Beyond Index!

6 Dec

As I am writing this, I am trying not to give in to panic. As I mentioned in my last post, we have had very high pollution levels in Shanghai during the past month. Before that, I was in Beijing on the fateful 22nd of October, during which the AQI (air quality index*) was so bad that foreign media spoke about it. Further north in Harbin, people couldn’t see further than 3 metres and the airport had to cancel all incoming and outgoing flights on that day. Whenever this has happened up north, I kept saying to myself good we live in Shanghai instead of Beijing.

Yet somehow, it seems that the tables have turned. Today in Shanghai we have a whopping 503 AQI which is simply described as “Beyond Index”… It’s far off from the 900+ that north eastern China has experienced earlier this year but still it is beyond “hazardous” and poses risks for absolutely everyone. According to the American Embassy, it is recommended that “Everyone should avoid all outdoor exertion.”

The US Consulate AQI reading today

The US Consulate AQI reading today

At work and amongst friends, we have been commenting on the pollution levels but we also seem to be in permanent and increasing state of shock as the AQI levels have been going up and as our health has been declining. One of my colleagues has had serious respiratory problems, another one currently has bronchitis, a friend has chronic lung problems too and I have inflamed lymphoma below my jaw.

Two weeks ago, I was able to work from home for a full week but since then I have had no excuse not to get out. So I have finally bulged in and started to wear a mask when going out. I first wore the one that my colleague bought for everyone in the office, then have upgraded to one with a valve which enables you to breath more comfortably but leaves two horizontal marks on my face by the time I get to work. For the past two weeks, I have been waking up every morning with the hope that the situation would improve but it’s been getting worse, so much so that today you can actually SEE it. The white smog has been getting thicker and thicker, significantly affecting visibility and, in spite of the mask, giving me a very mild but present sore throat. (For sake of comparison see pictures below of the view from today and on a clear day)

The colour of the sky today near home

The colour of the sky around 1:30 pm today near home

My first and second masks

My first and second masks

On the street, while I admire Chinese people’s stoicism, I wonder how most of them as well as a few foreigners still don’t wear a mask and let their kids out. I’ve been asking if the local media have been mentioning anything but it appears that there’s little coverage, let alone outrage. The only explanation proposed has been that people north of the Yangtze (about 100 km north of Shanghai) have been using coal to warm their houses and it’s therefore affecting us. I find it very unlikely given that it’s not even that cold (around 15 degrees Celsius during the day) and during the worst days of winter in the past two years we have never had that. So, I don’t know… Is it because it’s Christmas soon in other parts of the world and factories are working double shifts to supply Christian people with gifts?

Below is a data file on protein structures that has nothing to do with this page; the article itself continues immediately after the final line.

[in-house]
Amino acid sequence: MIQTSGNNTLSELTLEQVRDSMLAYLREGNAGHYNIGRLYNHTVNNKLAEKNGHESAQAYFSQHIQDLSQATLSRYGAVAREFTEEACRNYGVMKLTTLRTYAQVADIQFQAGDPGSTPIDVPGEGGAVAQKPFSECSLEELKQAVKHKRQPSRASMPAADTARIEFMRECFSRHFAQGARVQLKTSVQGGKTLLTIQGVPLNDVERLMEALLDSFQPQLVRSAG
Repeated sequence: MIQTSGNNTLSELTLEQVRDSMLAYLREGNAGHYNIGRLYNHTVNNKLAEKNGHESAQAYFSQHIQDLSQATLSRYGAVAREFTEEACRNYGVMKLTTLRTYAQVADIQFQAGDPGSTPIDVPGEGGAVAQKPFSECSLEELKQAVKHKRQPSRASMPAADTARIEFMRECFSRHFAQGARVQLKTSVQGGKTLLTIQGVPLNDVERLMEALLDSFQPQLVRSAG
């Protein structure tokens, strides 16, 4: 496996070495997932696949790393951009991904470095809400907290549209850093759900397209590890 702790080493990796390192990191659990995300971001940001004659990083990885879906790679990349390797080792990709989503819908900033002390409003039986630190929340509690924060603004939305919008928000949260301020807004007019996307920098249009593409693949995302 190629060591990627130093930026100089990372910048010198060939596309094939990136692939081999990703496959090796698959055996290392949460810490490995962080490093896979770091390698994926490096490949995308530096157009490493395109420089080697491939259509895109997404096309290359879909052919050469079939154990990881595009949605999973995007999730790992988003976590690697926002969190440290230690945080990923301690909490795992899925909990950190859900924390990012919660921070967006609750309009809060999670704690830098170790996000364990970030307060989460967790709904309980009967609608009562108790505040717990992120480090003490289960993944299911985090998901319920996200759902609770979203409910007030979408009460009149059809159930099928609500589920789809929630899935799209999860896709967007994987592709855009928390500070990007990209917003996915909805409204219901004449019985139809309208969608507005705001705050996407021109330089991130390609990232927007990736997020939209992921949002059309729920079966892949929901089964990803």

In the meantime, I have cancelled my plans for tonight and I intend to limit outings to the strictest minimum. One thing is sure, if things don’t improve, anyone usually receiving a Christmas gift from me shouldn’t expect anything from China this year. What I really wish for right now is a massive storm with lots of rain to clean up the atmosphere and hope things will get better soon because I actually like Shanghai and would like to stay here for a few more years.

*For more explanations on AQI and measures of pollution levels, see my post Giving In.

Post-scriptum: It’s just 2 hours after writing the post above and I saw that Le Monde has an article on the unusual levels of pollution. Apparently, the Municipality of Shanghai has recommended people not to leave their houses, construction and factories to stop all work (although I did hear works from home). Apparently, the high levels are due to industrial activities combined with unusual weather conditions. The article doesn’t mention what conditions but I suspect it’s the lack of rain.

Today around 2pm

Today around 2pm – from home

On a clear day

On a clear day

Today

Today 2pm also – other view from home

...and on a clear day.

…and on a clear day.

One Response to “Beyond Index!”

  1. Ahmed SANOGO 18 August 2015 at 07:56 #

    Wow this is scary! My family is joining me soon in Shanghai and I am a little bit scared for my 6month old baby girl. We are not used to monitor Air quality daily, I guess we will have to be careful, since many expats and chinese are living with their family in the city he should be ok. Beside I work for this International hospital here in Shanghai where doctors speaks many languages could be helpful http://www.shanghaiskyclinic.com/en/international-hospital-shanghai

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